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Poor Prices
Diffuse Record Year's Cheer

by Mitch Lies, staff writer
Capital Press, December 16, 2005

Port of Portland's Columbia Grain is on pace to set a company record for wheat exports this year, but the high volume isn't helping pay fertilizer and fuel costs for farmers.

Several factors apparently are contributing to the export giant's record year, but increased demand from Asian customers apparently is not one of them. As a result, prices remained flat this week at $3.42 a bushel for soft white wheat.

The record year, in fact, comes in the face of a 1 million metric ton reduction in soft white wheat exports for the Pacific Northwest.

Columbia Grain picked up exports this year that typically are handled by United Harvest, said Tom Hammond, Columbia Grain's president. The Vancouver, Wash.-based United Harvest grain elevator was shut down for repairs from May until October after explosions in two dust bins.

Columbia Grain also benefited from increased corn and oil seed exports, which shifted wheat exports away from certain elevators that traditionally dabble in wheat and to Columbia Grain. The increased corn and oilseed exports were fueled in part by a relocation of vessels from New Orleans to the Port of Portland due to hurricane Katrina.

The combination of events is helping Columbia Grain post a projected 3.7 million tons of wheat exports in 2005, the company's biggest year for exports since it was formed in 1978.

When asked what the record volume meant to Northwest farmers, however, Hammond said: "Probably not much."

"Demand is down," said Dan Steiner, grain merchandiser for Pendleton Grain Growers and Morrow County Grain Growers. "We're seeing, particularly, Chinese demand is way off (due to a 4 million metric ton increase in their harvest)."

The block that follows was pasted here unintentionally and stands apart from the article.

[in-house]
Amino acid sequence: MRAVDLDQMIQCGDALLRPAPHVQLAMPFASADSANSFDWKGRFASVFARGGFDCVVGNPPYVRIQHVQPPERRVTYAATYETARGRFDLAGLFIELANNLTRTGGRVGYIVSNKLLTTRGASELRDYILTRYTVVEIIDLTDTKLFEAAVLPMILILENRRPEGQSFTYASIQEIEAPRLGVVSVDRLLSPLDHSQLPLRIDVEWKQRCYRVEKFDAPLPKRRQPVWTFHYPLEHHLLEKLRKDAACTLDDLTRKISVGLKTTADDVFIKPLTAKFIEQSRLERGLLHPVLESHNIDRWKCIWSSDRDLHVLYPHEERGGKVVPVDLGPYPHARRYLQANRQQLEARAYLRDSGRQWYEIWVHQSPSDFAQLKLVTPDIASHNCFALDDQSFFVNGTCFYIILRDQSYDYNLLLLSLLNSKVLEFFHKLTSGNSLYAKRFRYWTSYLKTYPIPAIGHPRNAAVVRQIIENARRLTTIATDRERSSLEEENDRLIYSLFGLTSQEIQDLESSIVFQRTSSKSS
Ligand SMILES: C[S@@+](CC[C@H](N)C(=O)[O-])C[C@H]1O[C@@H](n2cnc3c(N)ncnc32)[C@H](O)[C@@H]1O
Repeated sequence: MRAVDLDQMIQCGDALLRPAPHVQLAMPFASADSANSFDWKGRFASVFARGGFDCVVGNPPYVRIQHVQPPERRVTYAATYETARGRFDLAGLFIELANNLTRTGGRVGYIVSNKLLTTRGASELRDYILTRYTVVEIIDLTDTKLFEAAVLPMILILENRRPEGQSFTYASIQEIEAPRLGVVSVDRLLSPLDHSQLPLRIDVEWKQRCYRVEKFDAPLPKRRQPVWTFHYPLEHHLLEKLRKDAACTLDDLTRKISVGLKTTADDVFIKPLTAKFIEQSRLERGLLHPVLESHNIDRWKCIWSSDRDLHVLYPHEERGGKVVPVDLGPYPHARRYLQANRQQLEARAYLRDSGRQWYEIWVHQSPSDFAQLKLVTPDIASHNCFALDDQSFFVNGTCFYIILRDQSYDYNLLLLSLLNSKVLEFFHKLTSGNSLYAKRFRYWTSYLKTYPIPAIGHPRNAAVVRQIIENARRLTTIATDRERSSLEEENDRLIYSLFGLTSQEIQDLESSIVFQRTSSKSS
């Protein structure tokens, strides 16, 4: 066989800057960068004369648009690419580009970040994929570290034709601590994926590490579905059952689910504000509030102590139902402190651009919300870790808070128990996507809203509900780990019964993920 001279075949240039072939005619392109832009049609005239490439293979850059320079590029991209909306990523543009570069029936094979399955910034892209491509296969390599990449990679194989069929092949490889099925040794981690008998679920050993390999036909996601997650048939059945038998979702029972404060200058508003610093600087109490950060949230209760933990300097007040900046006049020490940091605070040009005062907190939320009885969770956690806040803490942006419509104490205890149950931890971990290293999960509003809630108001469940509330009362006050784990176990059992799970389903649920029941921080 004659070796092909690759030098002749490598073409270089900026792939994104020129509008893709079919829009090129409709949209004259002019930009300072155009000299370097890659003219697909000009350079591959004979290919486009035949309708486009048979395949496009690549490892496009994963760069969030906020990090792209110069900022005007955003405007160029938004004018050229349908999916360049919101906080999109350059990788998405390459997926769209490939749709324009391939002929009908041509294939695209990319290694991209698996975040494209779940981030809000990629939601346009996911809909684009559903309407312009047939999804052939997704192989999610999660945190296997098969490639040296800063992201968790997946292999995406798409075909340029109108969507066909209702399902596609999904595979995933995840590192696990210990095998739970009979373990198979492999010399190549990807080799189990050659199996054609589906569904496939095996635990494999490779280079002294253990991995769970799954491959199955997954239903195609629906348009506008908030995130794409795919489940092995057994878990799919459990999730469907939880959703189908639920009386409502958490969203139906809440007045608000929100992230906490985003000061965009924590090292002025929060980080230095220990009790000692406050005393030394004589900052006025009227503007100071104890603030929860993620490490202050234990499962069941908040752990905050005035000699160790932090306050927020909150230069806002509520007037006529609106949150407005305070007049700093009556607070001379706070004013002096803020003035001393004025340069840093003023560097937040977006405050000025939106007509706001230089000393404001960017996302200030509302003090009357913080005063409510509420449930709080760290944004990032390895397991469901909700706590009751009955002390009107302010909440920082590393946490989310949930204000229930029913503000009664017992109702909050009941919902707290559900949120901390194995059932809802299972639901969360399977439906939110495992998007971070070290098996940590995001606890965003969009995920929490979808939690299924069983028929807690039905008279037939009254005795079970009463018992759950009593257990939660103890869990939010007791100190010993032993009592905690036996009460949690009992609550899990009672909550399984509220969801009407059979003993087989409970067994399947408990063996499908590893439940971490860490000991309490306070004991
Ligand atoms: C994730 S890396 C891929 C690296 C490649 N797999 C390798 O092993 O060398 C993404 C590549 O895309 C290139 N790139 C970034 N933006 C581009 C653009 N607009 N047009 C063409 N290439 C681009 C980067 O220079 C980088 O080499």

Steiner said growers probably can't expect the situation to change any time soon either, with free-stock carry over in 2006 projected at 89 million bushels, up 26 million bushels over last year, and with Australia making a remarkable recovery from drought conditions and getting high soft white wheat production from its recently harvested crop.

"It's scary," Steiner said. "If you're a soft white wheat grower, there are some real challenges ahead of you."

Adding to concerns, Steiner said the USDA last week projected soft white wheat exports at 175 million bushels for 2005, or 33 million bushels less than soft white wheat exports last year. The USDA, meanwhile, is projecting a production figure of just under 300 million bushels of soft white wheat.

"Growers are really struggling," said Tammy Dennee, executive director of the Oregon Wheat Growers League. "The price they are getting is under the cost of production, especially considering increases in the costs of fertilizer and fuel. Finding financing is becoming an issue for some of our growers."

Mitch Lies
Poor Prices Diffuse Record Year's Cheer
Capital Press, December 16, 2005

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